Writings by Ruskin
Students of Ruskin's life and work are indebted to the Library Edition of the Works, ed. E. T. Cook and Alexander Wedderburn, 39 vols. (George Allen, London, 1903-12), which contains invaluable background, biographical, and bibliographical information and reproduces as well many of Ruskin's drawings. The Works must be supplemented by the poorly edited Diaries of John Ruskin, ed. Joan Evans and J. H - Whitehouse, 3 vols, (Clarendon Press, Oxford, 1956), and Brantwood Diary of John Ruskin, ed. Helen Gill Viljoen (Yale University Press, New Haven, 1971).
Cook and Wedderburn. include a selection of letters in Volumes 36 and 37 and in the introductions to other volumes, but no complete edition of the correspondence exists. The more important published portions include Ruskin's Letters from Venice, 1851-1852, ed. John L. Bradley (Yale University Press, New Haven, 1955); The Winnington Letters, ed. Van Akin Burd (Harvard University Press, Cambridge, Mass., 1969); Ruskin in Italy: Letters to His Parents 1845, ed. Harold I. Shapiro (Clarendon Press, Oxford, 1972); The Ruskin Family Letters: The Correspondence of John James Ruskin, His Wife, and His Son, 1801-1843, ed. Van Akin Burd, 2 vols. (Cornell University Press, Ithaca, 1973; review); and "Your Good Influence On Me": The Correspondence of John Ruskin and William Holman Hunt, ed. George P. Landow (Rylands Library, Manchester, 1977).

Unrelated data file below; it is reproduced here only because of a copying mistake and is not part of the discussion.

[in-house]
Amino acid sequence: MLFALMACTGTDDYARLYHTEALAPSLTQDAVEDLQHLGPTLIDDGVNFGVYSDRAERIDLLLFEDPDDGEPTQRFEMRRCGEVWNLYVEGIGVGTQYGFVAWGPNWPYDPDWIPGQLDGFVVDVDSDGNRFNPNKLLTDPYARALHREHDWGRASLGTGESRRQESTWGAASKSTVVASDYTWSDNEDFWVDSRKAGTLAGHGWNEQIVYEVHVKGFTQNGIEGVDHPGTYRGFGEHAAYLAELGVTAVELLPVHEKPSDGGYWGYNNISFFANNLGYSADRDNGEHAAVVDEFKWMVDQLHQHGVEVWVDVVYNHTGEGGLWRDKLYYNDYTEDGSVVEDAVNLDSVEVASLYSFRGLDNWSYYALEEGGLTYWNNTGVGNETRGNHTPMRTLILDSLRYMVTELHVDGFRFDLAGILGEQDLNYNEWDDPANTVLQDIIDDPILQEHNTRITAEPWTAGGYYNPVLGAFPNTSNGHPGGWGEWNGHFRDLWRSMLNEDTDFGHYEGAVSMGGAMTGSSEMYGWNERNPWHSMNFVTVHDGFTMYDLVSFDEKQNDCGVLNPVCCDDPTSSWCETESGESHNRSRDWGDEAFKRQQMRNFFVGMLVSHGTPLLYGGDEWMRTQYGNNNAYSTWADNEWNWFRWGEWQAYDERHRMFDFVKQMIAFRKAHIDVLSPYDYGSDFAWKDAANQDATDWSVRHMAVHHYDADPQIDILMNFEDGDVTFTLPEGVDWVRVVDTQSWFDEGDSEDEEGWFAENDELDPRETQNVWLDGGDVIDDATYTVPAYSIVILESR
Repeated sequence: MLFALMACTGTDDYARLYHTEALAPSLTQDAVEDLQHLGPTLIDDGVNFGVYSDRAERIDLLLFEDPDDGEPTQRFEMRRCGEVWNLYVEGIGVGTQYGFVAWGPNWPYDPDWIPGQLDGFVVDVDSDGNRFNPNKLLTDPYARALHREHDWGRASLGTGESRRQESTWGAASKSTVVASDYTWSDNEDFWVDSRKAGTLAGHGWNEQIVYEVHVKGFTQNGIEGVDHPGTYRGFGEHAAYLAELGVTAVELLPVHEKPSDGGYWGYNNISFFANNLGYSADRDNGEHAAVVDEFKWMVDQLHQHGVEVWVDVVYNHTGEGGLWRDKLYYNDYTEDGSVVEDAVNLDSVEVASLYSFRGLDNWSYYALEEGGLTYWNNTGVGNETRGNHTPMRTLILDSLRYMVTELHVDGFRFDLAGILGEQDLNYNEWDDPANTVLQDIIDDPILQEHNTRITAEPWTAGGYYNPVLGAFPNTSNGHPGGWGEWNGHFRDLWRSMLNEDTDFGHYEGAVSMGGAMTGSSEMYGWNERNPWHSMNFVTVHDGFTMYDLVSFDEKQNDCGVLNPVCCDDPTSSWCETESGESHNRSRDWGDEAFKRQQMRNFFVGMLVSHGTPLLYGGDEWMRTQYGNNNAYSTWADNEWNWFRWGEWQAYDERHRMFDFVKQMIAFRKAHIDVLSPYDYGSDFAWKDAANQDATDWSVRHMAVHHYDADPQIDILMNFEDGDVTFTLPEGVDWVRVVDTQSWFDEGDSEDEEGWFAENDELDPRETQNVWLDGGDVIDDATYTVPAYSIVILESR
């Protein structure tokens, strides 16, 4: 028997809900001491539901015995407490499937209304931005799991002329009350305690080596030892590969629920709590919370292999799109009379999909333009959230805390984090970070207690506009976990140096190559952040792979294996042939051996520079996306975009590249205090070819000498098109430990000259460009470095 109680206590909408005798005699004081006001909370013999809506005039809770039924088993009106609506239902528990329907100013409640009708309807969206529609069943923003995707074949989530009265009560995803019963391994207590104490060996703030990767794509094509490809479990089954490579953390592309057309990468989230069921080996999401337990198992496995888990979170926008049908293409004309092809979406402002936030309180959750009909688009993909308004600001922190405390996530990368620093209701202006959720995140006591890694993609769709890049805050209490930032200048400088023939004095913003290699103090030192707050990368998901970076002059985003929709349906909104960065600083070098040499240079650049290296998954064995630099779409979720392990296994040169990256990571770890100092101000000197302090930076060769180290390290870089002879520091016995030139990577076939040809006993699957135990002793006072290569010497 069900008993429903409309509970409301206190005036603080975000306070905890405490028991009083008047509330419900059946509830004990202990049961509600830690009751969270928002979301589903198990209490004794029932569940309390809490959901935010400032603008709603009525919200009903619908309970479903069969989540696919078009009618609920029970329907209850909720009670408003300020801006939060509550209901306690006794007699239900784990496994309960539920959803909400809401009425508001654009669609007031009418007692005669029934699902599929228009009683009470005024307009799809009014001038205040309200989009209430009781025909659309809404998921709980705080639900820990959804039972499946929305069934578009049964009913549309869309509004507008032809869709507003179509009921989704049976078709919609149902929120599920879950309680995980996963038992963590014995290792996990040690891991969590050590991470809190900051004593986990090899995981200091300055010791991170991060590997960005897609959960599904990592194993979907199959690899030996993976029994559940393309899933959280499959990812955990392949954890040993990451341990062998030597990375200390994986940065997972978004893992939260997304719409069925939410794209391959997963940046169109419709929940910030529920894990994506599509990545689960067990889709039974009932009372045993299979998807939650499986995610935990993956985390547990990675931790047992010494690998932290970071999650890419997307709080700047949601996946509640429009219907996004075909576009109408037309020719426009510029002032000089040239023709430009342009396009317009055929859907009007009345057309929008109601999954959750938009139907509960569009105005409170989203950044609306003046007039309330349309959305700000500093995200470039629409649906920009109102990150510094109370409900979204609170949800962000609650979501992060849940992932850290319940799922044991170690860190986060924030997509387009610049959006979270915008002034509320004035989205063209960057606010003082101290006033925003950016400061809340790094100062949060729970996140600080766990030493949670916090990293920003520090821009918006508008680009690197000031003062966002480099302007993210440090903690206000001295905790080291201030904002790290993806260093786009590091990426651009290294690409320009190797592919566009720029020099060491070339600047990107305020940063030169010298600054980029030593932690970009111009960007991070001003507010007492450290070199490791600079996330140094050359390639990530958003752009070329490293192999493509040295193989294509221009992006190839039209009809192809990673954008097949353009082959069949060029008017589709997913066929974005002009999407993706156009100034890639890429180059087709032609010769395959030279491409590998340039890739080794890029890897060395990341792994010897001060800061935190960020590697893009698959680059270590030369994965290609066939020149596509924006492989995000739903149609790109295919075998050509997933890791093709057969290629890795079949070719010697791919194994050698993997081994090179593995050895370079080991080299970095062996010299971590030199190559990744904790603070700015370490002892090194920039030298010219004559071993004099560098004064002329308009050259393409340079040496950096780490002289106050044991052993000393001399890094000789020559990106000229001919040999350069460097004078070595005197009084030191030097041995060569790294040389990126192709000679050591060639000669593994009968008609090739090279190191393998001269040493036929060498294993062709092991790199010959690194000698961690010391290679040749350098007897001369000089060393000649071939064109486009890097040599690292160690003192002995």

Writings about Ruskin